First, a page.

Virus Now Spreading Faster Outside China Than Within It

The number of new coronavirus infections inside China – the source of the outbreak – was for the first time overtaken by fresh cases elsewhere on Wednesday, with Italy and Iran emerging as new epicenters of the rapidly spreading illness.

Asia reported hundreds of new cases, Brazil confirmed Latin America's first infection and the new disease – COVID-19 – was also detected for the first time in Pakistan, Sweden, Norway, Greece, Romania and Algeria.

U.S. health authorities, managing 59 cases so far – mostly Americans repatriated from a cruise ship in Japan – have said a global pandemic is likely.

President Donald Trump, who accused cable TV channels of exaggerating the danger and "panicking markets," is set to hold a news conference on Wednesday evening, a likely attempt to reassure markets and the public about the government's coronavirus response. It will be one of just a handful of times that the president has appeared in the White House briefing room.

Stock markets across the world have lost $3.3 trillion of value in four days of trading, as measured by the MSCI all-country index.

Wall Street reversed earlier gains on Wednesday afternoon and oil prices dropped to their lowest level in over a year, spooked in part by health officials saying dozens of people who had been in China were being monitored in suburbs of populous New York city – although no confirmed cases have been found.

New York Mayor Bill de Blasio urged the federal government to tighten testing for visitors from a range of countries where the virus has been spreading, adding added that its eventual detection in the city was "100% certain."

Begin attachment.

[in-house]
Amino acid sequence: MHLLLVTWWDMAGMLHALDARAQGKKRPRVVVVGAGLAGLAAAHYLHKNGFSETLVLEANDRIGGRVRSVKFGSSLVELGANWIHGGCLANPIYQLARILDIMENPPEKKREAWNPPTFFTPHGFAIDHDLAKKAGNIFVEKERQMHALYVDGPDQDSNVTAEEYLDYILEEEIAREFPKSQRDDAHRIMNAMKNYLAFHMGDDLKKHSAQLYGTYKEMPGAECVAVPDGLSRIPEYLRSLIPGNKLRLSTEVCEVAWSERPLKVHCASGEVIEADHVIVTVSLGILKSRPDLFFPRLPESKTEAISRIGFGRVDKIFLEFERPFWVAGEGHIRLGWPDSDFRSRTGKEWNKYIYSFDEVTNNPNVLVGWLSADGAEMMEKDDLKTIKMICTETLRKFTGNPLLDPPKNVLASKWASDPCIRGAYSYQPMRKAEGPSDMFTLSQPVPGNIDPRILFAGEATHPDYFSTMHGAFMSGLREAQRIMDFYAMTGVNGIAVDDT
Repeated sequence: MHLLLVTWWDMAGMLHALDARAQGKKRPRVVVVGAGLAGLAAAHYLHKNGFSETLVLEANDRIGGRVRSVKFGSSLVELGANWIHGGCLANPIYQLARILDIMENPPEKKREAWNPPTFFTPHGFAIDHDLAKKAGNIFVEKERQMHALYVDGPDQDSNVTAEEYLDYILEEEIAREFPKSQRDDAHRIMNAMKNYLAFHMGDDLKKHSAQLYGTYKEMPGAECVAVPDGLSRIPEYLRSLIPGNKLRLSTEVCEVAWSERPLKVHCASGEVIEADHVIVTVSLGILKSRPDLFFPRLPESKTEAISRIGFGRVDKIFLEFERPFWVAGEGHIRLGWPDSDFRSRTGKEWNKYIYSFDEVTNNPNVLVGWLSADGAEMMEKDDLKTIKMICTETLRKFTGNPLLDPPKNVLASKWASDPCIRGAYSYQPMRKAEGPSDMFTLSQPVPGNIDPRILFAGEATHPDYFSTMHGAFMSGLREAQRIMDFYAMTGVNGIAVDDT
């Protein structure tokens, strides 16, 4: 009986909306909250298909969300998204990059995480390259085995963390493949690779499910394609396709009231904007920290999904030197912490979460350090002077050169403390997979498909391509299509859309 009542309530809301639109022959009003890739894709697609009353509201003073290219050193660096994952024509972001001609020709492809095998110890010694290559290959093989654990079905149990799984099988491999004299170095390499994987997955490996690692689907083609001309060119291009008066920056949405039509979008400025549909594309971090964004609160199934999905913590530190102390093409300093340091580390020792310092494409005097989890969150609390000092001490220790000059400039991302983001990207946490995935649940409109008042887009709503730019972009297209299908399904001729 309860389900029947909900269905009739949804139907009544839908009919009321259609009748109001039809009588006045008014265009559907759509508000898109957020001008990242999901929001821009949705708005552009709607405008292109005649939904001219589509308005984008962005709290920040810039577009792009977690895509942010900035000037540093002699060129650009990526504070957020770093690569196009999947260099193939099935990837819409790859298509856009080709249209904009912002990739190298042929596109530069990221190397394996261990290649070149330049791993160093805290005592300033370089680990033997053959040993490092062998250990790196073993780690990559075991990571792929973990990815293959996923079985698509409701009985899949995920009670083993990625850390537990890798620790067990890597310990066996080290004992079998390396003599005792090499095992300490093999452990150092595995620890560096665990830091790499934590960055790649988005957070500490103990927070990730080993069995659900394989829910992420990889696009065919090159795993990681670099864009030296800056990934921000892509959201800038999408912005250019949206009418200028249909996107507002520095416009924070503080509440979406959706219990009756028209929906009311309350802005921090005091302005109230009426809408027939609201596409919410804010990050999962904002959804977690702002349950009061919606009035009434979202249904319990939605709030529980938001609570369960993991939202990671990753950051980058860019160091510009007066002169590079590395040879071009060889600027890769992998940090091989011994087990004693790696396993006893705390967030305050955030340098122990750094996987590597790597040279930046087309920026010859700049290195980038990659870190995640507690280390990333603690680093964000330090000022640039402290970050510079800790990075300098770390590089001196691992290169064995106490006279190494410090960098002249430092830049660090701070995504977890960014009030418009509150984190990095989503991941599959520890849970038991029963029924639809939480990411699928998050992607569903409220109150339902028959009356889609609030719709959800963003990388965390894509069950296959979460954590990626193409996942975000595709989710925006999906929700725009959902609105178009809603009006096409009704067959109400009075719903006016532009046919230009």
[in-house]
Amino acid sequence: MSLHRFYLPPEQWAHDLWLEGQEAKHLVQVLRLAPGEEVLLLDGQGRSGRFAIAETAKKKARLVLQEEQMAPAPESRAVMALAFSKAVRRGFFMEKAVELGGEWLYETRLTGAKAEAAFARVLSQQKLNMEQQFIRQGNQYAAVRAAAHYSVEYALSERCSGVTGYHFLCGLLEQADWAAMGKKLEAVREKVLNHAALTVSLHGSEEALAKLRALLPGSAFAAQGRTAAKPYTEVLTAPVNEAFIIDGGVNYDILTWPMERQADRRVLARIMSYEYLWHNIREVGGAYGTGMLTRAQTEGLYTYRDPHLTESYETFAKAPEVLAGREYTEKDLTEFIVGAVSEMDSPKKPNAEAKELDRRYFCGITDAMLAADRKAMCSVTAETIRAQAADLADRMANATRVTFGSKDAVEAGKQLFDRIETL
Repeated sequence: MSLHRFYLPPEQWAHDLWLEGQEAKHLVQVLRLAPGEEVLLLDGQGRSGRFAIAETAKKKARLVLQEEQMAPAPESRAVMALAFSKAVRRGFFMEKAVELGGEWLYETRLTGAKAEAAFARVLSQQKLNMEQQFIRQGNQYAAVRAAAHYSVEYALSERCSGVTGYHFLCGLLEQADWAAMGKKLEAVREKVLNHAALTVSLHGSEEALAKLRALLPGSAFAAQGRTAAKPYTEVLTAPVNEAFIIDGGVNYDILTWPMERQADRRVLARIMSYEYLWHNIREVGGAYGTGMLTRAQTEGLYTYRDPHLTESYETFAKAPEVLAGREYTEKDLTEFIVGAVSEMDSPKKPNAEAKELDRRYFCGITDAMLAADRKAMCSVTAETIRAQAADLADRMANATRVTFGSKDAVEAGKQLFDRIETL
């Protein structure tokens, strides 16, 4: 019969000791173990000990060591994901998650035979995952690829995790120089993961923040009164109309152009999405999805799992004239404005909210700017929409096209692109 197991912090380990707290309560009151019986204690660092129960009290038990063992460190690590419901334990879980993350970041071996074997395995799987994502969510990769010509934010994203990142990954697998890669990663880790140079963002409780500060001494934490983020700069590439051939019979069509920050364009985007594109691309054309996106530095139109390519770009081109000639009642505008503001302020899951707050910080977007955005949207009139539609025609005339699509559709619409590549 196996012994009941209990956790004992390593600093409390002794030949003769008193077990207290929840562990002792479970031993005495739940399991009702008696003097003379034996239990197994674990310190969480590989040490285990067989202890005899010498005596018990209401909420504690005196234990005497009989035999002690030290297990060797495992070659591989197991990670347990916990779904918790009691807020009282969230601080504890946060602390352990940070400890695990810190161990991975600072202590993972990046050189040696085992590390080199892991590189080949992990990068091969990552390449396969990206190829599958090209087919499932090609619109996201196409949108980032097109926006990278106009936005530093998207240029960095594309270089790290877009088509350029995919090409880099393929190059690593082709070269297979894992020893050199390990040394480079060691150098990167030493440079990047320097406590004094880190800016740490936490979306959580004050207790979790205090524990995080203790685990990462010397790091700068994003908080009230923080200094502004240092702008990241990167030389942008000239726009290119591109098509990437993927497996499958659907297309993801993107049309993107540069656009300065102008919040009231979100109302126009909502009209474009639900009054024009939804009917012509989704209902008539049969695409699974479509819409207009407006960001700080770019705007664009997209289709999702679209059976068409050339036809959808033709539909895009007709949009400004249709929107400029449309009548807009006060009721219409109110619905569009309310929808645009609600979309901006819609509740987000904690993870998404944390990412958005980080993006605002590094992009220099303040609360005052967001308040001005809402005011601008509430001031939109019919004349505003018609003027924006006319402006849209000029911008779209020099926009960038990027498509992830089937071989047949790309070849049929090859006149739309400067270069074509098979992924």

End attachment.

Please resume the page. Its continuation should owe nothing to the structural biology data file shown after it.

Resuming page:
The virus that can lead to pneumonia is believed to have originated in a market selling wildlife in the central Chinese city of Wuhan late last year. It has infected about 80,000 people and killed more than 2,700, the vast majority in China.

While radical quarantining measures have helped slow the rate of transmission in China, it is accelerating elsewhere.

Germany, which has around 20 cases, said it was already impossible to trace all chains of infection, and Health Minister Jens Spahn urged regional authorities, hospitals and employers to review their pandemic planning.

The World Health Organization (WHO) said China had reported 412 new cases on Tuesday, while there were 459 in 37 other countries.

However, WHO chief Tedros Adhanom Ghebreyesus advised diplomats in Geneva on Wednesday against speaking of a pandemic – which the WHO defines as the worldwide spread of a new disease.

"Using the word pandemic carelessly has no tangible benefit, but it does have significant risk in terms of amplifying unnecessary and unjustified fear and stigma, and paralyzing systems," he said. "It may also signal that we can no longer contain the virus, which is not true."

The WHO says the outbreak peaked in China around Feb. 2, after measures that included isolating its epicenter Hubei province. It said only 10 new cases were reported in China on Tuesday outside Hubei.

Latin America's first case was in a 61-year-old man in Sao Paulo, Brazil, who had recently visited Italy, a new front line in the global outbreak.

The diagnosis coincided with the carnival holiday, a peak time for domestic travel. Brazil's stock index fell over 7%.

In addition to Brazil, Italians or people who recently visited Italy have tested positive in Algeria, Austria, Croatia, Greece, Romania, Spain, Sweden and Switzerland. Italy itself has reported more than 400 cases, centered on the industrial heartlands of Lombardy and Veneto.

A hotel in Tenerife in Spain's Canary Islands was locked down over cases linked to Italy.

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